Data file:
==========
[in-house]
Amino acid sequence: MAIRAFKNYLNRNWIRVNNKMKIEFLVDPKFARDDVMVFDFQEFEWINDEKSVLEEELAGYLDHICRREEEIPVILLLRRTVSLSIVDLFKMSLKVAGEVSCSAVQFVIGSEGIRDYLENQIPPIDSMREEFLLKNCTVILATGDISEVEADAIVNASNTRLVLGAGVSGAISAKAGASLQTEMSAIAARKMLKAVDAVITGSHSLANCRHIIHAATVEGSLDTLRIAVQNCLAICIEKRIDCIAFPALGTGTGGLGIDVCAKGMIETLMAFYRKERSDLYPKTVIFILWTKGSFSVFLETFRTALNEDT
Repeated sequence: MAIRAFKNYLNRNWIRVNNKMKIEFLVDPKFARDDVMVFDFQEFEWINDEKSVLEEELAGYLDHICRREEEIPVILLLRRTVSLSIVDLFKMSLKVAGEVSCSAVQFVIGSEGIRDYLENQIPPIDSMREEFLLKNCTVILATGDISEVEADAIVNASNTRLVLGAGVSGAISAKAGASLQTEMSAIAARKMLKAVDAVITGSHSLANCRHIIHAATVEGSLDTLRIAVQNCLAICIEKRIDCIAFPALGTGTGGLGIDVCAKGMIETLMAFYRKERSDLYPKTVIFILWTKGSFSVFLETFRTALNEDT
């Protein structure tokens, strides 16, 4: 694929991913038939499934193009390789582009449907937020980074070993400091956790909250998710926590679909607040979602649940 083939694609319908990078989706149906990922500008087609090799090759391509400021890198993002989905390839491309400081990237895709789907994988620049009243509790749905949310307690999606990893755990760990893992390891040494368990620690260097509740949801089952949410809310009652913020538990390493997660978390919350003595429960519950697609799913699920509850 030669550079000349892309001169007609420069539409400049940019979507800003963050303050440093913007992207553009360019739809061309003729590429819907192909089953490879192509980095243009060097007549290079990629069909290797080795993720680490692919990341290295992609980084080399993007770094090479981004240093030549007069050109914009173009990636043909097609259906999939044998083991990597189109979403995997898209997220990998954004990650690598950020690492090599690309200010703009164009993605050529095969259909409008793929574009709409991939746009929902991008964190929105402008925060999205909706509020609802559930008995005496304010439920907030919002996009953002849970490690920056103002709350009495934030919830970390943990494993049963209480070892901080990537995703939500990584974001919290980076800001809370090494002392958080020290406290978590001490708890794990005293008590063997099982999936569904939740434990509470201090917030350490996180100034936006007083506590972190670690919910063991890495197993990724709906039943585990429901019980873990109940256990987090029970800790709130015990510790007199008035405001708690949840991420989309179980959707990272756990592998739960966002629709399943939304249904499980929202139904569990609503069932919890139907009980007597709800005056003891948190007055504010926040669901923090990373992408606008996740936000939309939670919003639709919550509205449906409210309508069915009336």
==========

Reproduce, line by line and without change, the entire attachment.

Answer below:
[in-house]
Amino acid sequence: MAIRAFKNYLNRNWIRVNNKMKIEFLVDPKFARDDVMVFDFQEFEWINDEKSVLEEELAGYLDHICRREEEIPVILLLRRTVSLSIVDLFKMSLKVAGEVSCSAVQFVIGSEGIRDYLENQIPPIDSMREEFLLKNCTVILATGDISEVEADAIVNASNTRLVLGAGVSGAISAKAGASLQTEMSAIAARKMLKAVDAVITGSHSLANCRHIIHAATVEGSLDTLRIAVQNCLAICIEKRIDCIAFPALGTGTGGLGIDVCAKGMIETLMAFYRKERSDLYPKTVIFILWTKGSFSVFLETFRTALNEDT
Repeated sequence: MAIRAFKNYLNRNWIRVNNKMKIEFLVDPKFARDDVMVFDFQEFEWINDEKSVLEEELAGYLDHICRREEEIPVILLLRRTVSLSIVDLFKMSLKVAGEVSCSAVQFVIGSEGIRDYLENQIPPIDSMREEFLLKNCTVILATGDISEVEADAIVNASNTRLVLGAGVSGAISAKAGASLQTEMSAIAARKMLKAVDAVITGSHSLANCRHIIHAATVEGSLDTLRIAVQNCLAICIEKRIDCIAFPALGTGTGGLGIDVCAKGMIETLMAFYRKERSDLYPKTVIFILWTKGSFSVFLETFRTALNEDT
């Protein structure tokens, strides 16, 4: 694929991913038939499934193009390789582009449907937020980074070993400091956790909250998710926590679909607040979602649940 083939694609319908990078989706149906990922500008087609090799090759391509400021890198993002989905390839491309400081990237895709789907994988620049009243509790749905949310307690999606990893755990760990893992390891040494368990620690260097509740949801089952949410809310009652913020538990390493997660978390919350003595429960519950697609799913699920509850 030669550079000349892309001169007609420069539409400049940019979507800003963050303050440093913007992207553009360019739809061309003729590429819907192909089953490879192509980095243009060097007549290079990629069909290797080795993720680490692919990341290295992609980084080399993007770094090479981004240093030549007069050109914009173009990636043909097609259906999939044998083991990597189109979403995997898209997220990998954004990650690598950020690492090599690309200010703009164009993605050529095969259909409008793929574009709409991939746009929902991008964190929105402008925060999205909706509020609802559930008995005496304010439920907030919002996009953002849970490690920056103002709350009495934030919830970390943990494993049963209480070892901080990537995703939500990584974001919290980076800001809370090494002392958080020290406290978590001490708890794990005293008590063997099982999936569904939740434990509470201090917030350490996180100034936006007083506590972190670690919910063991890495197993990724709906039943585990429901019980873990109940256990987090029970800790709130015990510790007199008035405001708690949840991420989309179980959707990272756990592998739960966002629709399943939304249904499980929202139904569990609503069932919890139907009980007597709800005056003891948190007055504010926040669901923090990373992408606008996740936000939309939670919003639709919550509205449906409210309508069915009336």